Was there much improvisation on set like when you’re working on an Anchorman movie?

Well, I helped write it so you play around with it when you’re on set. I’ve worked with improvisation a lot and love working that way because you never know what’s gonna happen. Working with an actor like Michael Pena (the End of Watch star plays his sidekick Luis) you want to take advantage of his skills and establish the relationship between these guys. He’s been in prison, his girlfriend’s left him, his mother died and his father got deported but he’s still positive because he’s got his van! It was the same working with the rapper T.I. (the hip-hop star formerly known as Tip).

Are you a fan of his music?

I didn’t know a ton about him before the film but I knew who he was and knew that people love him… But, you know, I’m still listening to Glen Campbell country music records. But T.I. is a blast, a really good guy.

What was it like putting on the Ant-Man suit for the first time?

I felt like a little kid! It’s such a cool looking suit. I couldn’t believe I was actually gonna wear this in a movie.

If you could wear Ant-Man’s suit for the day for real what would you do?

Your mind races when you think of all the things you could do. A lot of it amazing and some of it sketchy… I think we could picture where that one goes! A PG-rated one would be the ability to sit on the field during a ball game or go sit on the neck of Jack White’s guitar while he’s playing live. You could do those things and then you could also do some other things.

Ant-Man will appear in Captain America: Civil War. So whose side is he on?

You couldn’t possibly think I’m gonna tell you that! Valiant effort though…

Did you enjoy being a part of the Avengers ensemble?

That was a totally unique experience that made me feel a part of the Marvel universe that shooting Ant-Man did not. You’re on set thinking ‘Whoa! That’s really the Iron-Man suit.’ You know, I went over and grabbed Captain America’s shield. It was a real thrill and like being ten years old again. After working in a bubble on Ant-Man it made it all very real that I hadn’t felt until that moment.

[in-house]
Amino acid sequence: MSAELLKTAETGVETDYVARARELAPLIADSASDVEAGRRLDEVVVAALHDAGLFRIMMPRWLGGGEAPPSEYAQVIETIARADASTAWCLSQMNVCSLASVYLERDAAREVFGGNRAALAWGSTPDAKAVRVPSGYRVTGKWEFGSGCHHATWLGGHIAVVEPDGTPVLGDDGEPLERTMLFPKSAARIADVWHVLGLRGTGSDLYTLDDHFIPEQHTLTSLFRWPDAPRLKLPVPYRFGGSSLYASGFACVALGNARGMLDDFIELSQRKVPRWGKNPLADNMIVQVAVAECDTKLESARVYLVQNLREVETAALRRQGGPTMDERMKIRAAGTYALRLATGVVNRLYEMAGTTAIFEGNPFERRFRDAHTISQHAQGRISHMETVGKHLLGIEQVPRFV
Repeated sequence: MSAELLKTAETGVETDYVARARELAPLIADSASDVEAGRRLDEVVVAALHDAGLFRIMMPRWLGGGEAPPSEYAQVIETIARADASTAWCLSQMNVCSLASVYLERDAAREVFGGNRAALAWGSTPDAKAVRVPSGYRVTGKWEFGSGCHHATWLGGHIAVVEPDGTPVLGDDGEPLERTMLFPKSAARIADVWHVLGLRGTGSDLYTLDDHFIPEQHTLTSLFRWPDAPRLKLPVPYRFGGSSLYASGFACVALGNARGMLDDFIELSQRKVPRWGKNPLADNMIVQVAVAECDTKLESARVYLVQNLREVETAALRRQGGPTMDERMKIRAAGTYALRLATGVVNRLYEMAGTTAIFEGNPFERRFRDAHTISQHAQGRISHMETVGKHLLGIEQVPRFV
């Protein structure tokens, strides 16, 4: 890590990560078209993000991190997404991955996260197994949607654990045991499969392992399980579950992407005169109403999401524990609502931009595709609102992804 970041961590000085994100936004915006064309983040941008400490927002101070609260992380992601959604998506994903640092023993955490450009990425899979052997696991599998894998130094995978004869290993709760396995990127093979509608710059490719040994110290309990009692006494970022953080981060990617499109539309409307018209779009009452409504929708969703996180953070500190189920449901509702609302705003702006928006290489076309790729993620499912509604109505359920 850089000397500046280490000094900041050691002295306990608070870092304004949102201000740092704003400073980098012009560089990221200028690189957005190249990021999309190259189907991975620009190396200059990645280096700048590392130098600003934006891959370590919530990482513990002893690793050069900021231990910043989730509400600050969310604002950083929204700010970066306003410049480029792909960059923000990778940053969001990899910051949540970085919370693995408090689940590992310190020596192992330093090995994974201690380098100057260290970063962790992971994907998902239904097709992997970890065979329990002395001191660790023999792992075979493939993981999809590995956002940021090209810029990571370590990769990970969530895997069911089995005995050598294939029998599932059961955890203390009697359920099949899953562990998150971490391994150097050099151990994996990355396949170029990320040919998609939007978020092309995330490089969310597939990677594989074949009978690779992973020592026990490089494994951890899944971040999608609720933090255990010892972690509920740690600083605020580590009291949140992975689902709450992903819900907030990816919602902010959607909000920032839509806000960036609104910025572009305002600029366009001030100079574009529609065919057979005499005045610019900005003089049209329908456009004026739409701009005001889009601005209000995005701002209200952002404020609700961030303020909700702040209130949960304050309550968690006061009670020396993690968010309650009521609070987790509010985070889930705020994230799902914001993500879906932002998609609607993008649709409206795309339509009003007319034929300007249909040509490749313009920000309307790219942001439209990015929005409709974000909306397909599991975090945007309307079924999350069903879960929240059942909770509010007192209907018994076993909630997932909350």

Did your fellow Parks and Recreation star Chris Pratt give you any advice about entering the Marvel universe following his success with Guardians of the Galaxy?

I talked to him about working in the ‘MCU’ (Marvel Cinematic Universe) just before Guardians came out. Now I’m the outsider/new kid on the block and he’s the salty veteran…

You’ve said that when you told your young son you were going to be Ant-Man he said he couldn’t wait to see how stupid you looked. Were you ever a bit worried about how it was going to turn out?

Not at all, I loved how strange it all sounded. I think my son just wanted to make me laugh. At nine years old coming at me with insults and jokes is just great. He’s never been as interested in anything I’ve done. It’s the first movie I’ve been in that he’s seen and he was knocked out.

What was the toughest sequence to shoot?

There wasn’t one particular scene… But I’d never done motion capture work before so all of the running around, rolls, flips and dodging could be pretty tiring when you had to do it over and over again. It’s physically challenging and mentally too because when you’re working against green screen you’re imagining everything. That’s something Chris Pratt told me about Guardians and how overwhelming it was when he finally saw the finished film and got to see what that world looked like. So I’m playing make believe running around with ants and don’t have a clue what its gonna look like… But I love that.

Coming after Guardians with it’s psychedelic universe and huge action it’s cool that we can still create an alien universe on the surface of a table where everything literally and figuratively has shrunk.

Who would win in a fight between Ant-Man and the little guy from Honey I Shrunk the Kids?

That’s not even a fair fight. I’m biased but I think I’m taking Rick Moranis!


Ant-Man is in cinemas July 17, read our review and see our features here.